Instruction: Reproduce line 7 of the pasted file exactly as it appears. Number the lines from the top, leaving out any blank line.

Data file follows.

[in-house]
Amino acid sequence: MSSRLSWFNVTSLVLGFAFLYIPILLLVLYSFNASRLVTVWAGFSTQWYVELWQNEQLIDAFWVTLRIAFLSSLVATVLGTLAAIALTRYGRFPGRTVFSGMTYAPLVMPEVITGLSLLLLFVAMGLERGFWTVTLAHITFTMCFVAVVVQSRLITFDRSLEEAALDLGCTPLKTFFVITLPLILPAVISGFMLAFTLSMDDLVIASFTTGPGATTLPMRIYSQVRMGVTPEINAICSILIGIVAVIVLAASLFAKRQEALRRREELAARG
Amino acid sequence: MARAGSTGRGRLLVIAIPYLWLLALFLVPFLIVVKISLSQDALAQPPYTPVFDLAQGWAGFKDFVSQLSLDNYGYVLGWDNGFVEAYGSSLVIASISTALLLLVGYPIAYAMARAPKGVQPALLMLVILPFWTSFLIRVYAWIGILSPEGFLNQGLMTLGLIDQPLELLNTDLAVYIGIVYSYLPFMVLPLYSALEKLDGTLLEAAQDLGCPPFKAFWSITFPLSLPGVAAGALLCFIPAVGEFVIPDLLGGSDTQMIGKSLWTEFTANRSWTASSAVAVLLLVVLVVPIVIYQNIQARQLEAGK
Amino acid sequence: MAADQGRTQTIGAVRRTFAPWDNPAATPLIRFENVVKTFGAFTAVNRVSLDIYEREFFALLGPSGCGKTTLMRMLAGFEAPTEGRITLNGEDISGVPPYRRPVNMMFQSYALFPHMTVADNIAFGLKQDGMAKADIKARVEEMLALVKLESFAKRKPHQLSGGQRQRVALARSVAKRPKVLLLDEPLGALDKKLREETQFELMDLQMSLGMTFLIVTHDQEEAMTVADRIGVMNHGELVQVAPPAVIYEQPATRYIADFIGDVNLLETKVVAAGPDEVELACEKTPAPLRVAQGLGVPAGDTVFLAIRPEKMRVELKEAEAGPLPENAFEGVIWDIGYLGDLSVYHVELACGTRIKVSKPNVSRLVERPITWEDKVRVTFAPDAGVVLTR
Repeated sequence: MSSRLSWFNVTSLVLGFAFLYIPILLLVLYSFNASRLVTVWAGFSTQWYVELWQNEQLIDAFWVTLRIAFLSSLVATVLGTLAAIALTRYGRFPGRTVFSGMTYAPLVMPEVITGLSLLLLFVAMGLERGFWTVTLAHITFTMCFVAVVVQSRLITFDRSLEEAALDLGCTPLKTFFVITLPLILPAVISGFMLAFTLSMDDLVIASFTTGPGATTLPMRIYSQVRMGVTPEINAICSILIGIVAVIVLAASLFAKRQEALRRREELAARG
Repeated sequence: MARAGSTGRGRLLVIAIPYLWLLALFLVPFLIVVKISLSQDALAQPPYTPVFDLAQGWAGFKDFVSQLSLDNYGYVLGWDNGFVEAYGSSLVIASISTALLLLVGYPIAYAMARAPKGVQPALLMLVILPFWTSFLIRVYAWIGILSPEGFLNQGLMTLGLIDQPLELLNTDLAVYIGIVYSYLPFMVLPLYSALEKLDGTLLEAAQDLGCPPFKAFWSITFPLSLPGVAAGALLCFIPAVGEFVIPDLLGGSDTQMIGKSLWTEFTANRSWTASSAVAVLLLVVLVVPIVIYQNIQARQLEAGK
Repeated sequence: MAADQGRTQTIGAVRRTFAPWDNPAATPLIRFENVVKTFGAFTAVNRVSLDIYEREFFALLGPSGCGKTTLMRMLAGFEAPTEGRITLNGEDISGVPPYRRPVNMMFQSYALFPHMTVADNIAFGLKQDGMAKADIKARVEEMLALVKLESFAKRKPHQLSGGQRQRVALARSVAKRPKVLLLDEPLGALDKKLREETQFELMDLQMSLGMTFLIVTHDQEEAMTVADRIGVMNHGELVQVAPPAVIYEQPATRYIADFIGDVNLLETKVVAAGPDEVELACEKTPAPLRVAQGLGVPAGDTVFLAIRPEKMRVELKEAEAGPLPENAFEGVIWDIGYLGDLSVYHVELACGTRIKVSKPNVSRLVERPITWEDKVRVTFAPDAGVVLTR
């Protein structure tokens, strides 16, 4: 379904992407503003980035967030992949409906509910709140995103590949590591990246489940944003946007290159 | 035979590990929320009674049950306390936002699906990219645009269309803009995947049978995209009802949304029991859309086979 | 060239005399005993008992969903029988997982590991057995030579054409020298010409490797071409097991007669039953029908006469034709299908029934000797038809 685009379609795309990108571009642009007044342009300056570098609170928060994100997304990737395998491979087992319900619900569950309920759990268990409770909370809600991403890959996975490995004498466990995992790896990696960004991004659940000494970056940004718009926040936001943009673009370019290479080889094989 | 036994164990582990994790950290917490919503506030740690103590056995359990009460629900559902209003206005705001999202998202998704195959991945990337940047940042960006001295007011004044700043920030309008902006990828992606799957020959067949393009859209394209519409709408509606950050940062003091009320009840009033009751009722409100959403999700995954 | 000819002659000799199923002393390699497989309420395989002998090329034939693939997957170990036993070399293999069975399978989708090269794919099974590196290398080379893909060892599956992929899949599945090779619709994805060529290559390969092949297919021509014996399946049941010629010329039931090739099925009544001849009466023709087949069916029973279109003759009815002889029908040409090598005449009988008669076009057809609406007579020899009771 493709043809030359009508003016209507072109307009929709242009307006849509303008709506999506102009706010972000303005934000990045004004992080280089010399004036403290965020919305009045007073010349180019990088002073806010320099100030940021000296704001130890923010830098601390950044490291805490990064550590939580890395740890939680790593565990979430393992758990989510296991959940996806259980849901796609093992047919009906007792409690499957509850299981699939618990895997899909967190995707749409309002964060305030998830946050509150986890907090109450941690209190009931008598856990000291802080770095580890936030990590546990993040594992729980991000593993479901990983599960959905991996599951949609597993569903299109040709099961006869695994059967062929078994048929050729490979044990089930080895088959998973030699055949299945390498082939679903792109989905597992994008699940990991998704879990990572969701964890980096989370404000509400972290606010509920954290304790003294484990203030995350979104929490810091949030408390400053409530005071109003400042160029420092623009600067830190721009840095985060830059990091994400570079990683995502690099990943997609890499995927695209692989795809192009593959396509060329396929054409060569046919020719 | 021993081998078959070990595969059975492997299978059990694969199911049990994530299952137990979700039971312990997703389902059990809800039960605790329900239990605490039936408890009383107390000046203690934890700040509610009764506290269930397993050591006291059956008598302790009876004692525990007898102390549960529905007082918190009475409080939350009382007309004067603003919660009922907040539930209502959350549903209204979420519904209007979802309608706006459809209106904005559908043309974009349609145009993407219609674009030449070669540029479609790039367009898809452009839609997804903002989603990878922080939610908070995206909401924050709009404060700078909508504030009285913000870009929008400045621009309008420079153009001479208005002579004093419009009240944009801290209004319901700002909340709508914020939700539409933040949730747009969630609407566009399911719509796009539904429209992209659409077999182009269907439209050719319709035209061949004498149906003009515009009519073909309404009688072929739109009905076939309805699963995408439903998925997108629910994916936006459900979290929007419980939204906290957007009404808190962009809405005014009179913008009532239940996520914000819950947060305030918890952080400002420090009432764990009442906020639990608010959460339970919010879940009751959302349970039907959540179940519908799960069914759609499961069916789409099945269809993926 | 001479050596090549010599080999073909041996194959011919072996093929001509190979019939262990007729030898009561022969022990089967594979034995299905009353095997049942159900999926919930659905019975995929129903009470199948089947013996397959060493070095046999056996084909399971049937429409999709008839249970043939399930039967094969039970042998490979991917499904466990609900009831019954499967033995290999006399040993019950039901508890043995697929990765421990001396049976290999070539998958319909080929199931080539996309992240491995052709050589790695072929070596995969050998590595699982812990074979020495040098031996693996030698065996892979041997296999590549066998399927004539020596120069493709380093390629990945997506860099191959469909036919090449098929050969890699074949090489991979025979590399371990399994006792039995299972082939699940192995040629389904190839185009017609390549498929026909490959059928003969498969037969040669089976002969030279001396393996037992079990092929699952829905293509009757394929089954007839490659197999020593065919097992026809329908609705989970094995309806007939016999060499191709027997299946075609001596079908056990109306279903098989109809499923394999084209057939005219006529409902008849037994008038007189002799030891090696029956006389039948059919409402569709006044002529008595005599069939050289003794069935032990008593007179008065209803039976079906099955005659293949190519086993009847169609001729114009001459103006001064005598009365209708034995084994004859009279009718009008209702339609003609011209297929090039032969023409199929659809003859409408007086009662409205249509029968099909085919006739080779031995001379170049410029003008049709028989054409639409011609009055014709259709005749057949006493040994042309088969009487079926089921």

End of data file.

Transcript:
Repeated sequence: MAADQGRTQTIGAVRRTFAPWDNPAATPLIRFENVVKTFGAFTAVNRVSLDIYEREFFALLGPSGCGKTTLMRMLAGFEAPTEGRITLNGEDISGVPPYRRPVNMMFQSYALFPHMTVADNIAFGLKQDGMAKADIKARVEEMLALVKLESFAKRKPHQLSGGQRQRVALARSVAKRPKVLLLDEPLGALDKKLREETQFELMDLQMSLGMTFLIVTHDQEEAMTVADRIGVMNHGELVQVAPPAVIYEQPATRYIADFIGDVNLLETKVVAAGPDEVELACEKTPAPLRVAQGLGVPAGDTVFLAIRPEKMRVELKEAEAGPLPENAFEGVIWDIGYLGDLSVYHVELACGTRIKVSKPNVSRLVERPITWEDKVRVTFAPDAGVVLTR